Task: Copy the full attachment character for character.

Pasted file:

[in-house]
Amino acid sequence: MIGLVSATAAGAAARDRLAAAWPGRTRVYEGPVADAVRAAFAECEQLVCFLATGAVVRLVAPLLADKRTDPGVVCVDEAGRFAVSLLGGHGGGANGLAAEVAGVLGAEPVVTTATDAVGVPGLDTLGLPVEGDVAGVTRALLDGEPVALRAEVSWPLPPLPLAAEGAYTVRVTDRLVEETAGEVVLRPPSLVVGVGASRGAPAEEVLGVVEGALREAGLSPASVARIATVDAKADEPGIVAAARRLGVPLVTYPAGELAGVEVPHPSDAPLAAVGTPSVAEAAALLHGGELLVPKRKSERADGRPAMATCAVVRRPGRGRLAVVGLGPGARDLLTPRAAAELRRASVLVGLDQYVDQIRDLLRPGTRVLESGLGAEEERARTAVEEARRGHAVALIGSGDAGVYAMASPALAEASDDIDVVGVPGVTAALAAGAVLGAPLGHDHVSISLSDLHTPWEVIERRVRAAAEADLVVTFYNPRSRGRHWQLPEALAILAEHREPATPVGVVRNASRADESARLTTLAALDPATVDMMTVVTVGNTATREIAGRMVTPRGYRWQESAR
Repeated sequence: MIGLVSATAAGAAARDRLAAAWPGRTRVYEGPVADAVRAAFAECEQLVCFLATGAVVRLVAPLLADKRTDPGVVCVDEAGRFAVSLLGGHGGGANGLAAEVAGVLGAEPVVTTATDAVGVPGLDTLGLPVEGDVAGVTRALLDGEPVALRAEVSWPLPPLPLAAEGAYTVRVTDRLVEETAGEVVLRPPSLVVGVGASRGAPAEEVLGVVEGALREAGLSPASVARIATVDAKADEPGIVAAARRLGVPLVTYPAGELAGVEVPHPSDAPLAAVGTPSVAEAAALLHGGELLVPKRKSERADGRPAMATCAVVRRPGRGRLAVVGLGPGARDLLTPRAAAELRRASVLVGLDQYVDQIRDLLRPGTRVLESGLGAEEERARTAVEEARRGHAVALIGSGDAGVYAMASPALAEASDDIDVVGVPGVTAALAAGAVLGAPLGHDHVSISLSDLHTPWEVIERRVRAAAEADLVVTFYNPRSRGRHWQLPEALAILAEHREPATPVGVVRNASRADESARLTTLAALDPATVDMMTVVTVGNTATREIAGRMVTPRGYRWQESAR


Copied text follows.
[in-house]
Amino acid sequence: MIGLVSATAAGAAARDRLAAAWPGRTRVYEGPVADAVRAAFAECEQLVCFLATGAVVRLVAPLLADKRTDPGVVCVDEAGRFAVSLLGGHGGGANGLAAEVAGVLGAEPVVTTATDAVGVPGLDTLGLPVEGDVAGVTRALLDGEPVALRAEVSWPLPPLPLAAEGAYTVRVTDRLVEETAGEVVLRPPSLVVGVGASRGAPAEEVLGVVEGALREAGLSPASVARIATVDAKADEPGIVAAARRLGVPLVTYPAGELAGVEVPHPSDAPLAAVGTPSVAEAAALLHGGELLVPKRKSERADGRPAMATCAVVRRPGRGRLAVVGLGPGARDLLTPRAAAELRRASVLVGLDQYVDQIRDLLRPGTRVLESGLGAEEERARTAVEEARRGHAVALIGSGDAGVYAMASPALAEASDDIDVVGVPGVTAALAAGAVLGAPLGHDHVSISLSDLHTPWEVIERRVRAAAEADLVVTFYNPRSRGRHWQLPEALAILAEHREPATPVGVVRNASRADESARLTTLAALDPATVDMMTVVTVGNTATREIAGRMVTPRGYRWQESAR
Repeated sequence: MIGLVSATAAGAAARDRLAAAWPGRTRVYEGPVADAVRAAFAECEQLVCFLATGAVVRLVAPLLADKRTDPGVVCVDEAGRFAVSLLGGHGGGANGLAAEVAGVLGAEPVVTTATDAVGVPGLDTLGLPVEGDVAGVTRALLDGEPVALRAEVSWPLPPLPLAAEGAYTVRVTDRLVEETAGEVVLRPPSLVVGVGASRGAPAEEVLGVVEGALREAGLSPASVARIATVDAKADEPGIVAAARRLGVPLVTYPAGELAGVEVPHPSDAPLAAVGTPSVAEAAALLHGGELLVPKRKSERADGRPAMATCAVVRRPGRGRLAVVGLGPGARDLLTPRAAAELRRASVLVGLDQYVDQIRDLLRPGTRVLESGLGAEEERARTAVEEARRGHAVALIGSGDAGVYAMASPALAEASDDIDVVGVPGVTAALAAGAVLGAPLGHDHVSISLSDLHTPWEVIERRVRAAAEADLVVTFYNPRSRGRHWQLPEALAILAEHREPATPVGVVRNASRADESARLTTLAALDPATVDMMTVVTVGNTATREIAGRMVTPRGYRWQESAR